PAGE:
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Indian activist Partha Chaudhary is on war footing as he walks out of the regional headquarters of the ruling BJP in Kolkata, armed with enthusiasm and pages of voter lists.

“We need to meet every BJP supporter, and all this has to be done in less than 300 days,” the 39-year-old man told a group of fellow activists heading towards Kolkata, the northern riverbank capital. West Bengal is home to approximately 15 million people.

“We want people to remember that the BJP had knocked on their doors long before any opposition party worker.”

Chaudhary and his team are among an army of 18,000 volunteers campaigning across India ahead of next year’s national elections. Their mission is to meet face-to-face with about 35 million BJP supporters, or about 2,000 each, by January.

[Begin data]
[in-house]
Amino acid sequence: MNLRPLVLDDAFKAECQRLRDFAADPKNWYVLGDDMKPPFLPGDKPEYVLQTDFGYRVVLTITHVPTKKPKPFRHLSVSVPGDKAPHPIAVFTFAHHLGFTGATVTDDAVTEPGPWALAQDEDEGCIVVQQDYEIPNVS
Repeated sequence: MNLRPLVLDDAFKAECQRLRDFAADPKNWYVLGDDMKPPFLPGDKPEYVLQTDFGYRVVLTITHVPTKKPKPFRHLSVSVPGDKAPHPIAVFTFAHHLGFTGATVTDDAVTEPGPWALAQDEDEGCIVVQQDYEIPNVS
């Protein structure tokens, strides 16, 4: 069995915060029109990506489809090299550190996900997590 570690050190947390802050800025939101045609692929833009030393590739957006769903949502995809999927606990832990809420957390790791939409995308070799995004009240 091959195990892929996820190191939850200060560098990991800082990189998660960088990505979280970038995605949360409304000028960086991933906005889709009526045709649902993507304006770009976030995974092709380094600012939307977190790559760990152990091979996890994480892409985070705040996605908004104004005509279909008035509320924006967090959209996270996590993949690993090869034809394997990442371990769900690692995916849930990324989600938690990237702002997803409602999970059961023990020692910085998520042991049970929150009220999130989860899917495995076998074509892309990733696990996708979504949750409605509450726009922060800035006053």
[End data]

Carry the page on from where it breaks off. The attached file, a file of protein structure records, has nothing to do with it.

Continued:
The Bharatiya Janata Party, the world’s largest political party with 180 million members, is betting on the biggest voter contact campaign in history to secure a third term in power in the world’s most populous country.

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Its leader, Prime Minister Narendra Modi, remains enduringly popular among Indians after nearly a decade of bringing political stability, investing in infrastructure, and supporting welfare reforms and national security.

Despite voters’ concerns about inflation, unemployment and uneven development, opinion polls suggest the right-wing BJP will easily win a third term in federal elections in April and May.